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From Jan Lehnardt <>
Subject Re: partial/diff updates?
Date Fri, 28 Nov 2008 05:31:15 GMT

On 27 Nov 2008, at 20:55, Antony Blakey wrote:

> On 28/11/2008, at 2:02 PM, Paul Davis wrote:
>> I think what Noah might be saying is, "As soon as there's a JSON diff
>> RFC, we'll implement it". Which I agree with completely. Until then,
>> if we implement something it'd most likely be not the RFC which we've
>> all had to deal with when coding to web 'standards'. It's not fun.
>> That said, pushing the JSON community towards acceptance of a diff
>> format is something we could do. Not sure how we should organize  
>> other
>> than all joining the JSON lists and pushing. And then nominating Noah
>> to write the RFC that we'll implement. Matter of fact I kinda like
>> that idea. Anyone with me?
> All IMO (of course) ...
> There's no guarantee that a JSON diff RFC will happen in any  
> reasonable time frame if it doesn't arise from this group, which has  
> a specific need in mind. And I've had plenty of problems coding to  
> web standards that are RFC's. Even when there is an RFC there is no  
> guarantee that it is unambiguous or correctly implemented - witness  
> the recent discussion about duplicate names in JSON hashes.
> Furthermore, there's no guarantee that a proposal from the JSON  
> community will be appropriate. Consider the current JSONPath  
> proposal linked from (acknowledging that JSONPath might  
> not be a component of a diff spec). It presumes a script engine, and  
> IMO only an explicitly declarative model without the need for  
> expression evaluation would be suitable for Couch (which doesn't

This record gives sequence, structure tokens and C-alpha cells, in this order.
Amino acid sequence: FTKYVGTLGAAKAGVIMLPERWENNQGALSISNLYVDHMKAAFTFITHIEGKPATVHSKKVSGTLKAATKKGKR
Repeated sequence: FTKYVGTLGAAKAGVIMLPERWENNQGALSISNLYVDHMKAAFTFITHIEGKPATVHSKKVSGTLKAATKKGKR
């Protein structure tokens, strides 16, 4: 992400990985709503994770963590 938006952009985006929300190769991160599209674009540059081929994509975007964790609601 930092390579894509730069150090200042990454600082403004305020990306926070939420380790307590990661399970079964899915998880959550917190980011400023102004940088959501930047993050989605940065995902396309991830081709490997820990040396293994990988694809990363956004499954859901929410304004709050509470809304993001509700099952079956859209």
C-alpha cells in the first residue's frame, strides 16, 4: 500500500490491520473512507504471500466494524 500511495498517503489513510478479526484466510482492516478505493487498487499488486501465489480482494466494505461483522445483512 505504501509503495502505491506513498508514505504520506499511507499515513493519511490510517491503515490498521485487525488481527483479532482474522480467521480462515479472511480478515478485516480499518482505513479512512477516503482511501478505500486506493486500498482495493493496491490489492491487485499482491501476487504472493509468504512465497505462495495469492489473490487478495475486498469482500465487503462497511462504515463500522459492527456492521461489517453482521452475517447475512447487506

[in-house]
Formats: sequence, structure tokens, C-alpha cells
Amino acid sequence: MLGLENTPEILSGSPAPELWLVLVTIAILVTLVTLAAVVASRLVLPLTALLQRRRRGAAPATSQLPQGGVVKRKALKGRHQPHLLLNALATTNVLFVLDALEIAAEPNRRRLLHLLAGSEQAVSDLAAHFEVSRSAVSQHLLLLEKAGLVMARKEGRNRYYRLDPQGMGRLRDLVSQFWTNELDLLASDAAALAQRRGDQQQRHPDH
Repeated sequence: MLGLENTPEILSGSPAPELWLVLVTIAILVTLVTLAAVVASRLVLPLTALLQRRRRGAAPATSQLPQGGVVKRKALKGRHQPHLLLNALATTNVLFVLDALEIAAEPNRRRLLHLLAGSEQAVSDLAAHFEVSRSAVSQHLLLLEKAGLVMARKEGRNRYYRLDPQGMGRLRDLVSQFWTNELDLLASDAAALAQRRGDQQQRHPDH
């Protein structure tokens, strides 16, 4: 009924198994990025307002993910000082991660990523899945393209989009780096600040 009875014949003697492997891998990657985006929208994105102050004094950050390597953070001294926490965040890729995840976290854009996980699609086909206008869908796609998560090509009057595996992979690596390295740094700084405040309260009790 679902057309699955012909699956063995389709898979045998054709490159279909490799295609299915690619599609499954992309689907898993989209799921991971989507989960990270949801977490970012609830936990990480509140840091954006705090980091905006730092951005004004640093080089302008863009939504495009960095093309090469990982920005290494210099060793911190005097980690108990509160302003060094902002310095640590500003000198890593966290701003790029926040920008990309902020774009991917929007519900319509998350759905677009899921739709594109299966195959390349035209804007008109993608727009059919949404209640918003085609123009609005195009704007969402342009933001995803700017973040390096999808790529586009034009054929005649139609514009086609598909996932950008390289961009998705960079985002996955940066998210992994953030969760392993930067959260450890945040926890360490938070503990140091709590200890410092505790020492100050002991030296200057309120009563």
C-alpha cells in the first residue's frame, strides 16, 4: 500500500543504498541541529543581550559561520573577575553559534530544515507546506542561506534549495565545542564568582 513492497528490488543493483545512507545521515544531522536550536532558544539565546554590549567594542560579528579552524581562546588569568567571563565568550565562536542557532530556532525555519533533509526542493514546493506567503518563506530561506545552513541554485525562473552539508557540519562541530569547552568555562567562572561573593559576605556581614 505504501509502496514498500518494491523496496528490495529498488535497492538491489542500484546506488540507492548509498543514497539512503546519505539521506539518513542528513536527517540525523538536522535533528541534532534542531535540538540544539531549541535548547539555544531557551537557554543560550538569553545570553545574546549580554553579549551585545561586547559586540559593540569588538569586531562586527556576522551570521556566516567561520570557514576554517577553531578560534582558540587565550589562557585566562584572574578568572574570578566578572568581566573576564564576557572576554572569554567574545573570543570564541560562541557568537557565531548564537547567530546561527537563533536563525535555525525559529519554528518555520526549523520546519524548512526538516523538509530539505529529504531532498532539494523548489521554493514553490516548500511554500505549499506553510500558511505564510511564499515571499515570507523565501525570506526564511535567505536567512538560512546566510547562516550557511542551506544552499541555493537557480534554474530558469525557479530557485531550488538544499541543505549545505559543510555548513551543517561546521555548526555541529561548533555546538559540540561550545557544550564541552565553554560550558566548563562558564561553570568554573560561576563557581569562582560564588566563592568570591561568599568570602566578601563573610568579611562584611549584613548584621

> mandate a JS engine). As an example, consider a reference to the  
> last element of an array, which in the current proposal is like  
> this: "$[(@.length-1)]". You could use an explicit index,  
> but that presumes you have the entire structure of interest. I can  
> imagine wanting to generate a stream of partial updates that append  
> to a list, where you don't want the client to have to track the  
> entire list structure. One response might be 'write them as separate  
> documents', but then you are forced to fake-join/merge in your view,  
> which can get very complicated, and run into intermediate documents  
> that expand during (re)reduction.
> Finally, why does this have to be driven through the 'JSON  
> community'. Given that Couch is an *alpha* product, this is a good  
> time to implement something, which IMO is the best way to prove a  
> particular model. Why not just implement something to get a feel for  
> suitability? We don't have to push anyone, we just have to do it,  
> surely? And yes, I understand the inherent irony of that statement :)

I feel that there are far more important things that we should get out  
for 0.9 and 1.0 before looking at partial updates. :)


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